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pierre laszlo

 
Hibiscus (Malvaceae)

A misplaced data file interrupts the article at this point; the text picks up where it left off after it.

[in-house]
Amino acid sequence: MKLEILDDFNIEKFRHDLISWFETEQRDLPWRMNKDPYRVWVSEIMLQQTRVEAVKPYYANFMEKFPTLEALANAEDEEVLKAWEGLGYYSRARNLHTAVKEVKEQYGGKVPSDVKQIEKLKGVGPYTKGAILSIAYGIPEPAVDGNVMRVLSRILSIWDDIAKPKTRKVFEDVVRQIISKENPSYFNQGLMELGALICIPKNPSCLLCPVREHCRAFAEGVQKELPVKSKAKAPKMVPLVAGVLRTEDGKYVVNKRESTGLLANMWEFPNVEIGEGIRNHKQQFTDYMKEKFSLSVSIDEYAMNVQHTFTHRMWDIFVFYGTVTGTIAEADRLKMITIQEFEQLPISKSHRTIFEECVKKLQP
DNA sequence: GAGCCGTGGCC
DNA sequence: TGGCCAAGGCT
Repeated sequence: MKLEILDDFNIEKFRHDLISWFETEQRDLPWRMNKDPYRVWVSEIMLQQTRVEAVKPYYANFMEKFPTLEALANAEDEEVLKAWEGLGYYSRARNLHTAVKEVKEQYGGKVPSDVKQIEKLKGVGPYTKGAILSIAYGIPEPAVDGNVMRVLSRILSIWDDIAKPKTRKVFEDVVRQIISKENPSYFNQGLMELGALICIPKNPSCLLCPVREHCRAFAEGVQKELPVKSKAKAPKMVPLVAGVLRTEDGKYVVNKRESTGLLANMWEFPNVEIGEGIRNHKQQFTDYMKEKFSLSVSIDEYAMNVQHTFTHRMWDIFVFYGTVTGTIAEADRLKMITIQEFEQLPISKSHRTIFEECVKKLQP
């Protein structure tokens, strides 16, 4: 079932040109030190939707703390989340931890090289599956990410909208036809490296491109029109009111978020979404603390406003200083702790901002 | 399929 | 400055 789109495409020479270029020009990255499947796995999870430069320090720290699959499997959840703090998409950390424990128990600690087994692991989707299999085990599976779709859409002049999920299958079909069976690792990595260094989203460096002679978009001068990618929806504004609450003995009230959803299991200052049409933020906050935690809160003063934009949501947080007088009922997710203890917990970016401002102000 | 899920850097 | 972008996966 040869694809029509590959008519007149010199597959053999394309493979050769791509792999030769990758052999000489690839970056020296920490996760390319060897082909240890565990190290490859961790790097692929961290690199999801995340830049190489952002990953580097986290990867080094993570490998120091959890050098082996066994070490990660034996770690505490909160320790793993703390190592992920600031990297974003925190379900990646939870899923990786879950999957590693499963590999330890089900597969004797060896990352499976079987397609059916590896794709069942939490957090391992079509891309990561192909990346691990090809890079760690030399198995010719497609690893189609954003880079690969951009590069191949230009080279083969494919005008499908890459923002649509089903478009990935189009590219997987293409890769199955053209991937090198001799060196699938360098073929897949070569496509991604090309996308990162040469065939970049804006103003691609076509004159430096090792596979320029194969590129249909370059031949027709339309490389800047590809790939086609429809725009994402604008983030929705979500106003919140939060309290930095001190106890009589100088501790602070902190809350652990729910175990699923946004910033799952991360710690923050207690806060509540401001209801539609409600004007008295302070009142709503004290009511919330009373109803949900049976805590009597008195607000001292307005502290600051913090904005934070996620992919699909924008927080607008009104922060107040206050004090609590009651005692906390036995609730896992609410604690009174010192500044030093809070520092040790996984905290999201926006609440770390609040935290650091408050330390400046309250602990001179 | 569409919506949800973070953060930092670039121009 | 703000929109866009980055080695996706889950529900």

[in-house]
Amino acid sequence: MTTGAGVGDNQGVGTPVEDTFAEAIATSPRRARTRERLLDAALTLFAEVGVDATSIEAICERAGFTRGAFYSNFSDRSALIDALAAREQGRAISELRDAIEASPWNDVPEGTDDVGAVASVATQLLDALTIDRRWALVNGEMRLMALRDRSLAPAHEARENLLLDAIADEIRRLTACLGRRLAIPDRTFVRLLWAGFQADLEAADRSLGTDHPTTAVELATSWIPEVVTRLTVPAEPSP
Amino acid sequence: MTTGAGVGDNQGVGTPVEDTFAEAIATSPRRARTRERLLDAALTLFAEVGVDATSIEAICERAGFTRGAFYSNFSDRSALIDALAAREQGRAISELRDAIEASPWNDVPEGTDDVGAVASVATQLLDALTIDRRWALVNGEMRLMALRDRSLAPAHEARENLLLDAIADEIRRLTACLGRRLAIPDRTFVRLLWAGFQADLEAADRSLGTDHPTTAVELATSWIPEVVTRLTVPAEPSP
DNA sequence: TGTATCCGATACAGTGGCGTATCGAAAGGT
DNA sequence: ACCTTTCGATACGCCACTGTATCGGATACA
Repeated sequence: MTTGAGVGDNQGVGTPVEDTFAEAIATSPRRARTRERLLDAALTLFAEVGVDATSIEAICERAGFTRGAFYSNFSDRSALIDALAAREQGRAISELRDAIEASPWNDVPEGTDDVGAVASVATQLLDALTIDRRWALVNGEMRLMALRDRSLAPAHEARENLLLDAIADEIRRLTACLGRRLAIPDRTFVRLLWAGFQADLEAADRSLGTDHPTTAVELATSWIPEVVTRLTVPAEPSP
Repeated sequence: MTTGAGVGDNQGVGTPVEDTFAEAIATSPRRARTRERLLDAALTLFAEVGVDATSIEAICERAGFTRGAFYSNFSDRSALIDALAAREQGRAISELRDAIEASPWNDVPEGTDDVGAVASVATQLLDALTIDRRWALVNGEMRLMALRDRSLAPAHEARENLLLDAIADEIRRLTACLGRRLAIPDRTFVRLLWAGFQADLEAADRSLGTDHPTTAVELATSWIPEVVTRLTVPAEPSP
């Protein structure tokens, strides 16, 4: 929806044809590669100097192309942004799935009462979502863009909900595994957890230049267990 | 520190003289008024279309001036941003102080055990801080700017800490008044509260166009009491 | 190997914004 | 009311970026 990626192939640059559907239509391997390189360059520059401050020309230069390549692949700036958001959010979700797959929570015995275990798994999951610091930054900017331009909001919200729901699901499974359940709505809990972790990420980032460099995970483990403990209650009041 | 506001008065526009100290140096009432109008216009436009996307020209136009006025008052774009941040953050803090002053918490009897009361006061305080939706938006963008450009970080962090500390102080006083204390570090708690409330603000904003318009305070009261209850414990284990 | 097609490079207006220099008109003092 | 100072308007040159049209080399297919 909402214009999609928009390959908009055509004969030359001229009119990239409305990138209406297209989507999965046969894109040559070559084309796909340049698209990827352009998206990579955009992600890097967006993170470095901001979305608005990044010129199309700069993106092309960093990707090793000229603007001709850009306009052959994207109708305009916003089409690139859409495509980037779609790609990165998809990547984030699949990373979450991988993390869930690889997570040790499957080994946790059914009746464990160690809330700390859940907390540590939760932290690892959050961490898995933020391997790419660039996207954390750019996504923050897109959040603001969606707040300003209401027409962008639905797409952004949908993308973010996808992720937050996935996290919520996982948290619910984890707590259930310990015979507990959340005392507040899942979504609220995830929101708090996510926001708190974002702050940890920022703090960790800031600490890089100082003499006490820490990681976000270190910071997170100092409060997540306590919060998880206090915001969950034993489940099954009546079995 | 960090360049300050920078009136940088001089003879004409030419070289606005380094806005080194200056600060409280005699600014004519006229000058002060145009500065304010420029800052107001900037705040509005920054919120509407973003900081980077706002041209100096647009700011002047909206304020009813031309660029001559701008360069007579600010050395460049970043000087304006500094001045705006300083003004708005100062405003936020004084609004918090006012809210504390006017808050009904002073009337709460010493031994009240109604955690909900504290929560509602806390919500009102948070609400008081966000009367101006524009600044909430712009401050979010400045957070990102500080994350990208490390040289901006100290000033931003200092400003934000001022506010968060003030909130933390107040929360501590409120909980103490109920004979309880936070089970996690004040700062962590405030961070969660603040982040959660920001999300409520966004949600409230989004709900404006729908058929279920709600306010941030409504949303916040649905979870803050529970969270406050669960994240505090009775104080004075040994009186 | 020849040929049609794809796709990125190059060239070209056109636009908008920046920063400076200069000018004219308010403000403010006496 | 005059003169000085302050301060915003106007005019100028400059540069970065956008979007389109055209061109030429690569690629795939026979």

This is one of the oldest plants cultivated by mankind, for its edible fruit. For example, Hibiscus esculentus bears a fruit which has been used extensively as a vegetable in Africa, Asia, Central and Latin America. Known as gombo or lalo on Réunion Island, it resembles somewhat courgette  (zucchini). It is eaten in salads when young, cooked when mature. More than 30,000 varieties are known.  Flowers remain twisted until they briefly open: for instance, they only last a single day in the species H. rosa sinensis. Bernard Shaw wrote: “The hibiscus is a flower to please, / Grown in a warm and temperate clime. / Reds, blues and whites do tease,/ With glowing colours so sublime.” Each flower has five sepals and five petals. The petals are often iridescent, which serves as a visual clue to in-sects such as bumblebees. The iridescence is due to the presence of a series of overlying cuticular striations that act as a diffraction grating. The five stamens are welded together into a long tube. The pistil often has five ovaries and a long style going through the tube of stamens. The flowering machinery of the hibiscus is most impressive in its frequent output. Leaves, often a deep green, are alternate, simple, ovate or lanceolate, with toothed or wavy edges. In many a folk culture, remedies draw on the hibiscus. For instance, teas made from the sepals of H. sabdariffa remedy hypertension.